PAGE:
Kyrie Irving Trade? Nets Could Face ‘Big Problem’ With Polarizing Star

Would any team actually trade for Irving at this point?

by

April 27

The Brooklyn Nets have a Kyrie Irving dilemma on their hands.

Irving can opt out of his contract and sign a five-year, $245.6 million deal with the Nets this offseason, a scenario that once felt inevitable and still seems likely despite Brooklyn’s first-round playoff loss to the Boston Celtics.

Will the Nets feel good about it? Probably not. Going down that path will require Brooklyn’s brass to swallow hard, for the super-talented Irving has proven anything but reliable in recent years — both because of injuries and a complex temperament.

But really, what’s the alternative?

Irving made it clear after the Celtics completed their four-game sweep of the Nets on Monday night that he intends to return to Brooklyn, where he’ll continue to play alongside his buddy, Kevin Durant. While the Nets could try to work out a deal with Irving that softens the aforementioned commitment, the reality is they’re still, in all likelihood, going to hand him a ton of money. Unpredictability be damned.

Now, could Brooklyn then turn around and attempt to trade Irving? In theory, yes. Only that’d likely require Durant’s approval — no small hurdle given their strong friendship — and for another franchise to take the bait. It takes (at least) two to tango. And therein lies perhaps the biggest problem.

Consider this from The Ringer’s Kevin O’Connor in a piece published Wednesday:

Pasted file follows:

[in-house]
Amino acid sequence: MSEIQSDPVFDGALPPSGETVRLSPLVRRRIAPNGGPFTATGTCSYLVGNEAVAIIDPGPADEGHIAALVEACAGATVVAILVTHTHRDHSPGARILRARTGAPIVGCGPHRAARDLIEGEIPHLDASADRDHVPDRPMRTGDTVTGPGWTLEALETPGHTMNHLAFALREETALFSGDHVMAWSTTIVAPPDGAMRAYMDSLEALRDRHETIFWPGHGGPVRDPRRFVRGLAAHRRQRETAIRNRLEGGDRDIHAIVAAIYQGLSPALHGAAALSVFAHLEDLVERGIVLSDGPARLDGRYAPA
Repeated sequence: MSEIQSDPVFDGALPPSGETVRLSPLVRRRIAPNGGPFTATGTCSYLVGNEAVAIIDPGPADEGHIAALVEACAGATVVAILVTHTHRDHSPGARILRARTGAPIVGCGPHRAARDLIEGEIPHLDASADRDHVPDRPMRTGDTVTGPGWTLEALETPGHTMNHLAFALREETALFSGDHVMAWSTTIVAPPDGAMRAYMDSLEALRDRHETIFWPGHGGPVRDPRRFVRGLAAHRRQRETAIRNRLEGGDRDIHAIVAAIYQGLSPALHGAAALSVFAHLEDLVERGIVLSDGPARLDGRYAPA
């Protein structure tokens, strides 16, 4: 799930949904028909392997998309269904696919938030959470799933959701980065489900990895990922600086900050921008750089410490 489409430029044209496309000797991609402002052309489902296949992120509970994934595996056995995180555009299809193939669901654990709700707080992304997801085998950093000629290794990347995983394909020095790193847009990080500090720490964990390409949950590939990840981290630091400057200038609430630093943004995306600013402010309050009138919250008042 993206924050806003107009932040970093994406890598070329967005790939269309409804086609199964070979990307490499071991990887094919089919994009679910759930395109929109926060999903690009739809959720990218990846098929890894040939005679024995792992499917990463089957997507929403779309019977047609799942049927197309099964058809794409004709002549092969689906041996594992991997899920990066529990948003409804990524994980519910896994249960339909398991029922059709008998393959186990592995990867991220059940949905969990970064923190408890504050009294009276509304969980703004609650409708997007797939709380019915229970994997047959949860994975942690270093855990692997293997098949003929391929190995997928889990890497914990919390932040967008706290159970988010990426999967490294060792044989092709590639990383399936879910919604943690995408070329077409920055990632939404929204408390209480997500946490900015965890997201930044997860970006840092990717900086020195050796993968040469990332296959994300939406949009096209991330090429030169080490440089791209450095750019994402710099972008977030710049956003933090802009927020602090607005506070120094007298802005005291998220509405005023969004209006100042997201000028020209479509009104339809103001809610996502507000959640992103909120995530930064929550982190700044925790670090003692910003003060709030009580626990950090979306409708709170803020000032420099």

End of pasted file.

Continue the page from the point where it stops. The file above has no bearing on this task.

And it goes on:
“One big problem for the Nets: There likely aren’t a lot of Kyrie suitors, if any. Few teams wanted him way back in 2017 when he hit the trade block, and his value has plummeted since.

The Athletic’s Shams Charania reported in October that the Nets would listen to offers for Irving. I’m told there were crickets.”

Even those crickets might keep quiet knowing what we now know.

Look, Irving is an excellent player. Few in league history have possessed his skill. He’s a tremendous scorer who can cause a world of problems for NBA defenses. His on-court track record, by and large, speaks for itself.

None of that matters, though, if Irving’s mercurial nature continues to disrupt the collective goal of winning an NBA title. While one certainly could argue the Nets are well positioned to be legitimate NBA Finals contenders next season with a nucleus of Durant, Irving and Ben Simmons, there’s also a strong counterargument that such a formula simply never will work in Brooklyn.

And maybe the Irving experiment just won’t work anywhere anymore, seeing as his time in Brooklyn hasn’t been much smoother than his finals days with the Cleveland Cavaliers or the Boston Celtics. Which makes finding a possible trade partner extremely hard, if not impossible.

“It’s difficult to find even theoretical situations because so few teams are desperate to acquire a 30-year-old headache about to demand $50 million annually,” O’Connor wrote. “It has the potential to one day turn into the NBA’s worst contract.”

Right now, Irving is Brooklyn’s problem. And that might remain the case for a while.

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